Occurrence of a specific dual symbiosis in the excretory organ of geographically distant Nautiloids populations

Pernice, Mathieu and Boucher-Rodoni, Renata (2012) Occurrence of a specific dual symbiosis in the excretory organ of geographically distant Nautiloids populations. Environmental Microbiology Reports, 4 5: 504-511. doi:10.1111/j.1758-2229.2012.00352.x


Author Pernice, Mathieu
Boucher-Rodoni, Renata
Title Occurrence of a specific dual symbiosis in the excretory organ of geographically distant Nautiloids populations
Journal name Environmental Microbiology Reports   Check publisher's open access policy
ISSN 1758-2229
Publication date 2012-10-01
Sub-type Article (original research)
DOI 10.1111/j.1758-2229.2012.00352.x
Volume 4
Issue 5
Start page 504
End page 511
Total pages 8
Place of publication Chichester, West Sussex, United Kingdom
Publisher Wiley-Blackwell Publishing
Collection year 2013
Language eng
Formatted abstract
Nautilus is one of the most intriguing of all sea creatures, sharing morphological similarities with the extinct forms of coiled cephalopods that evolved since the Cambrian (542–488 mya). Further, bacterial symbioses found in their excretory organ are of particular interest as they provide a great opportunity to investigate the influence of host–microbe interactions upon the origin and evolution of an innovative nitrogen excretory system. To establish the potential of Nautilus excretory organ as a new symbiotic system, it is, however, necessary to assess the specificity of this symbiosis and whether it is consistent within the different species of present-day Nautiloids. By addressing the phylogeny and distribution of bacterial symbionts in three Nautilus populations separated by more than 6000 km (N. pompilius from Philippines and Vanuatu, and N. macromphalus from New Caledonia), this study confirms the specificity of this dual symbiosis involving the presence of betaproteobacteria and spirochaete symbionts on a very wide geographical area. Overall, this work sheds further light on Nautiloids excretory organ as an innovative system of interaction between bacteria and cephalopods.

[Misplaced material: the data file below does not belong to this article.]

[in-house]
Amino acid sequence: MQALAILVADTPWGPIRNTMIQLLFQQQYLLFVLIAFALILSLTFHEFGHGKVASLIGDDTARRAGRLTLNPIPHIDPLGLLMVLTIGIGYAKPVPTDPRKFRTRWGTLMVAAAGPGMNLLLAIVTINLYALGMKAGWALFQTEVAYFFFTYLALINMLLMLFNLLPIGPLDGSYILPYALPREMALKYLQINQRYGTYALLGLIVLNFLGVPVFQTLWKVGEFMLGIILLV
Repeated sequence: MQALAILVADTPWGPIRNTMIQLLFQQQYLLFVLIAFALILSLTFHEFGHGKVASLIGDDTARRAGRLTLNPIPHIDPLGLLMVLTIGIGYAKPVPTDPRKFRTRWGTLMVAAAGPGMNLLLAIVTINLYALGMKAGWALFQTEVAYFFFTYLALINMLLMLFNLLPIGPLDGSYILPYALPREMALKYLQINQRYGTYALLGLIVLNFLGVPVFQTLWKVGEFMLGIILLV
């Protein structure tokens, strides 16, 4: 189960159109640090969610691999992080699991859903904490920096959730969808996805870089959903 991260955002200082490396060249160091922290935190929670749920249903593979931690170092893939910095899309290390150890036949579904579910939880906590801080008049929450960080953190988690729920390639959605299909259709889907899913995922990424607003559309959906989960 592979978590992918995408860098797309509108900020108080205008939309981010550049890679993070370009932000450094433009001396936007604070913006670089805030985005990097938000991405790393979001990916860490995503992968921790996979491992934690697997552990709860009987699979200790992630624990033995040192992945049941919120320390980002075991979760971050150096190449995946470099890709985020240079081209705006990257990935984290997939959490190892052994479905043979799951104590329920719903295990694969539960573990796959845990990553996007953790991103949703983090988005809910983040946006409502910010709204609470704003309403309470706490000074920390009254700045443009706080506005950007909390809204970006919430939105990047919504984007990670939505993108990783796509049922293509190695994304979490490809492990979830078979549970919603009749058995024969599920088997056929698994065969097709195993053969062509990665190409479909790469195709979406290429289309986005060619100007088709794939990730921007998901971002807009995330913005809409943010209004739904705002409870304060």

Q-Index Code C1
Q-Index Status Confirmed Code
Institutional Status UQ

Document type: Journal Article
Sub-type: Article (original research)
Collections: Official 2013 Collection
School of Biological Sciences Publications
 
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